Effects of Alcohol on Women

Effects of Alcohol on Women

  • Women are more at risk from the harmful effects of alcohol than men. This is because of the difference in the water content of their body. Water constitutes between 55% and 65% of a man’s body weight and between 45% and 55% of a woman’s. As alcohol is distributed through the body fluids, in men the alcohol is more ‘diluted’ than it is in women.
  • Drinking alcohol may reduce fertility and the ability to conceive as well as directly affecting the developing baby in the womb. If you drink alcohol when you are pregnant, you are in reality giving your baby an alcoholic drink too. This is because when you drink, the alcohol passes through your body, passes to the placenta and is fed to your baby.
  • If you are planning a pregnancy or are pregnant, avoid alcohol to reduce the risk to your baby. But if you do drink, try to limit yourself to the occasional drink, say 1 to 2 units a week. The less alcohol you drink, the better your chances are of having a successful pregnancy and a healthy baby.
  • Alcohol is passed to your baby in small quantities through your breast milk, so if you have a drink – so does your baby! This may affect the baby’s feeding, bowels or sleeping; so avoid alcohol whilst you are breastfeeding.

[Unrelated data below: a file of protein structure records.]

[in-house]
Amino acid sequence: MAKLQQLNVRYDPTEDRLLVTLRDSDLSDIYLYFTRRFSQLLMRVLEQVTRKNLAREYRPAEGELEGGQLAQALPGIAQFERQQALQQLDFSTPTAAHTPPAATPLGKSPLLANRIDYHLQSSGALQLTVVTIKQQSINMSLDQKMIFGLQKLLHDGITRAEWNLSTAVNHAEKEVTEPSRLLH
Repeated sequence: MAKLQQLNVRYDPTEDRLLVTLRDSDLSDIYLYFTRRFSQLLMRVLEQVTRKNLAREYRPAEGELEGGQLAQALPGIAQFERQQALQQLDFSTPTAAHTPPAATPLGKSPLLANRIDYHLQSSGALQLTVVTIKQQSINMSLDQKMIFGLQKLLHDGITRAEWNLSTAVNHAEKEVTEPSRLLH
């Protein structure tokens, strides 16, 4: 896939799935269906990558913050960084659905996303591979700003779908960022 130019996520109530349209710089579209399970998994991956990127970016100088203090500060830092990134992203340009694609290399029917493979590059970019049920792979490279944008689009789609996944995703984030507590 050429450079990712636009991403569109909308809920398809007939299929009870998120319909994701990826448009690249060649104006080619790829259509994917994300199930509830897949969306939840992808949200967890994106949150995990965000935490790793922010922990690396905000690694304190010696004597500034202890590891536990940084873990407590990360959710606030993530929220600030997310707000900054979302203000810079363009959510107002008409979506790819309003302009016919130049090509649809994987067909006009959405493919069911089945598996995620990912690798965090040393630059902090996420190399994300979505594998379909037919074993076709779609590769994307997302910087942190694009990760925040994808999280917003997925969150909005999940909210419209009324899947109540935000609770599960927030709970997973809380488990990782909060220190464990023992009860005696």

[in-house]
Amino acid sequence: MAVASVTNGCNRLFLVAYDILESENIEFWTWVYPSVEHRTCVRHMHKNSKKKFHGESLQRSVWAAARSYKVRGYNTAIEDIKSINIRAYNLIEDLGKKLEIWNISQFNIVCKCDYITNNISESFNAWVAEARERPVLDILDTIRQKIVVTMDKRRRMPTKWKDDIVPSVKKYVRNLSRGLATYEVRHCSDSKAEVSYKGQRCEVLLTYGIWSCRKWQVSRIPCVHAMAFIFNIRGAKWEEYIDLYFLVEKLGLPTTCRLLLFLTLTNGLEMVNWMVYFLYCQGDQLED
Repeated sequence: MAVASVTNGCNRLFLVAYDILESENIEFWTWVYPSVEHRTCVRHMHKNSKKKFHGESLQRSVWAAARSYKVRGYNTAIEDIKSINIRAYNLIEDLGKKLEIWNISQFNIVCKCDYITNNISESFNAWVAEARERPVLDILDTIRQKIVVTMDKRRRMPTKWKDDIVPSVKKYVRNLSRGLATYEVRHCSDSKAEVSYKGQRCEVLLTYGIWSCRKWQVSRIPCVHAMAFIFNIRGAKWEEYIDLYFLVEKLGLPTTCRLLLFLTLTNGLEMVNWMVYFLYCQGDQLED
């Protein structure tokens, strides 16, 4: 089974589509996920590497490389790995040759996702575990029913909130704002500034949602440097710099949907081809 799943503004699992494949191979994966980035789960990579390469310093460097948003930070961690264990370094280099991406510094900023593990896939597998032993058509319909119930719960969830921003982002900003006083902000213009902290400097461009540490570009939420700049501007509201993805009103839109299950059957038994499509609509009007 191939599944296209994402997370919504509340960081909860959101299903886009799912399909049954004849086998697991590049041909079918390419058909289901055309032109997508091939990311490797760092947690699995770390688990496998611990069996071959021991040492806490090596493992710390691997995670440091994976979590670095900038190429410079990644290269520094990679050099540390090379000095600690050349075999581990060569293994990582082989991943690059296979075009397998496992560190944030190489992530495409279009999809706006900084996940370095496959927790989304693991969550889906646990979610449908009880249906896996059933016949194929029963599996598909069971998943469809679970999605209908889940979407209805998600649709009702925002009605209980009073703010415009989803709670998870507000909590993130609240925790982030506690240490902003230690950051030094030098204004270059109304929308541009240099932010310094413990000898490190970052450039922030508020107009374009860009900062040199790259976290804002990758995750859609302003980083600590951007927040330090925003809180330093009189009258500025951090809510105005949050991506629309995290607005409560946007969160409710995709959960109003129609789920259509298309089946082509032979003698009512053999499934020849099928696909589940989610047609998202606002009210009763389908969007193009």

Alcohol and Pregnancy

There is no known safe level of alcohol use in pregnancy! If you are planning a pregnancy you need to know that:

  • Heavy drinking can cause impotence and fertility problems for both men and women.
  • Cutting down or stopping alcohol while trying to get pregnant protects your baby. Continuing to drink, even in small amounts, when you are pregnant puts your baby at risk.
  • More than 3 drinks a day increases the risk of miscarriage, more than 12 drinks a week increases the risk of premature birth and binge drinking is particularly risky.
  • Drinking alcohol in the first trimester can cause foetal alcohol syndrome, resulting in serious problems for the development of your baby and all their organs. Drinking in the second and third trimesters can cause Alcohol Related Neuro-Developmental Disorder, particularly as the biggest spurt of brain growth happens in the final trimester.
  • The effects of drinking alcohol during pregnancy may not be seen until your child is a few years old. Children exposed to alcohol during pregnancy often show poor attention and hyperactivity.